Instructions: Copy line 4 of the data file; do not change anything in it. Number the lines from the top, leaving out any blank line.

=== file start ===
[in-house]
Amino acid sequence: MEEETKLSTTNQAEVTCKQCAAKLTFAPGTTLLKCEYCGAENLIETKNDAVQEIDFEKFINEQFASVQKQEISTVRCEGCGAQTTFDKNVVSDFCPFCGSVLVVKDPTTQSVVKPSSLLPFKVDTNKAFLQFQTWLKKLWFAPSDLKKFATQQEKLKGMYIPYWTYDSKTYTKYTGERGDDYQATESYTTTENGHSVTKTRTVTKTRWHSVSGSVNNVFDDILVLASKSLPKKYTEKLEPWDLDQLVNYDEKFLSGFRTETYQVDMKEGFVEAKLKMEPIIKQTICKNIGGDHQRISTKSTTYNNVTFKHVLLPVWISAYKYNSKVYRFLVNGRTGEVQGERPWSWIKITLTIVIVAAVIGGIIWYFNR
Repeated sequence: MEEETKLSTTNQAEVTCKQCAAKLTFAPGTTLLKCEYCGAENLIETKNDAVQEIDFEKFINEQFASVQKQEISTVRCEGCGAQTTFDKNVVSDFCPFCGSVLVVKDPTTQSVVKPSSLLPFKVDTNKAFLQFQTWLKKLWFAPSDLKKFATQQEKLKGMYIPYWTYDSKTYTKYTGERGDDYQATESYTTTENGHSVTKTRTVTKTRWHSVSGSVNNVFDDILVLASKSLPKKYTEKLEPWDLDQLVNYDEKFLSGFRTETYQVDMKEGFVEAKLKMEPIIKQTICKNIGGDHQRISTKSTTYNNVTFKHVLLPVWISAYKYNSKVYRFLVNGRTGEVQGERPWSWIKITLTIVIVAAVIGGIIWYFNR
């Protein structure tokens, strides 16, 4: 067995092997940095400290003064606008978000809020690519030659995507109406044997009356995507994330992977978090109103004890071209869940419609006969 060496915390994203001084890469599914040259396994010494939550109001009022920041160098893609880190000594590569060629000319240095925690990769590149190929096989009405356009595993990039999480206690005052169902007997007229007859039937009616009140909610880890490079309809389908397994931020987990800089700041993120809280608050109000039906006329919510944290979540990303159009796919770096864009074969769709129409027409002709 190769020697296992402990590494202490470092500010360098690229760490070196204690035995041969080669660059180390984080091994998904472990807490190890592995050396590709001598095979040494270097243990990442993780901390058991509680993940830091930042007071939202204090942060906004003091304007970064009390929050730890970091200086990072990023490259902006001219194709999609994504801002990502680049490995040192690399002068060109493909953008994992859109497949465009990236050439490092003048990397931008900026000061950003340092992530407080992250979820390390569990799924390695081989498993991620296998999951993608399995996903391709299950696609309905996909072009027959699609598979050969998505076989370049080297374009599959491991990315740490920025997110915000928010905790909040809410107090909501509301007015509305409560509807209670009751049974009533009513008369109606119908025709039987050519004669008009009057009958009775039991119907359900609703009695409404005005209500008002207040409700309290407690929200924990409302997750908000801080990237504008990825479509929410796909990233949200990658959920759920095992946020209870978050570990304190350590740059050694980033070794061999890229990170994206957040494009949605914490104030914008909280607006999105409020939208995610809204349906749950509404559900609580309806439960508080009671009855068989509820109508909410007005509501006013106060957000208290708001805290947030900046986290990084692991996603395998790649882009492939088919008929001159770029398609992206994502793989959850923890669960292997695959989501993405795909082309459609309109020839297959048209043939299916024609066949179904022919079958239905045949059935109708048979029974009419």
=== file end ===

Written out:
């Protein structure tokens, strides 16, 4: 067995092997940095400290003064606008978000809020690519030659995507109406044997009356995507994330992977978090109103004890071209869940419609006969 060496915390994203001084890469599914040259396994010494939550109001009022920041160098893609880190000594590569060629000319240095925690990769590149190929096989009405356009595993990039999480206690005052169902007997007229007859039937009616009140909610880890490079309809389908397994931020987990800089700041993120809280608050109000039906006329919510944290979540990303159009796919770096864009074969769709129409027409002709 190769020697296992402990590494202490470092500010360098690229760490070196204690035995041969080669660059180390984080091994998904472990807490190890592995050396590709001598095979040494270097243990990442993780901390058991509680993940830091930042007071939202204090942060906004003091304007970064009390929050730890970091200086990072990023490259902006001219194709999609994504801002990502680049490995040192690399002068060109493909953008994992859109497949465009990236050439490092003048990397931008900026000061950003340092992530407080992250979820390390569990799924390695081989498993991620296998999951993608399995996903391709299950696609309905996909072009027959699609598979050969998505076989370049080297374009599959491991990315740490920025997110915000928010905790909040809410107090909501509301007015509305409560509807209670009751049974009533009513008369109606119908025709039987050519004669008009009057009958009775039991119907359900609703009695409404005005209500008002207040409700309290407690929200924990409302997750908000801080990237504008990825479509929410796909990233949200990658959920759920095992946020209870978050570990304190350590740059050694980033070794061999890229990170994206957040494009949605914490104030914008909280607006999105409020939208995610809204349906749950509404559900609580309806439960508080009671009855068989509820109508909410007005509501006013106060957000208290708001805290947030900046986290990084692991996603395998790649882009492939088919008929001159770029398609992206994502793989959850923890669960292997695959989501993405795909082309459609309109020839297959048209043939299916024609066949179904022919079958239905045949059935109708048979029974009419």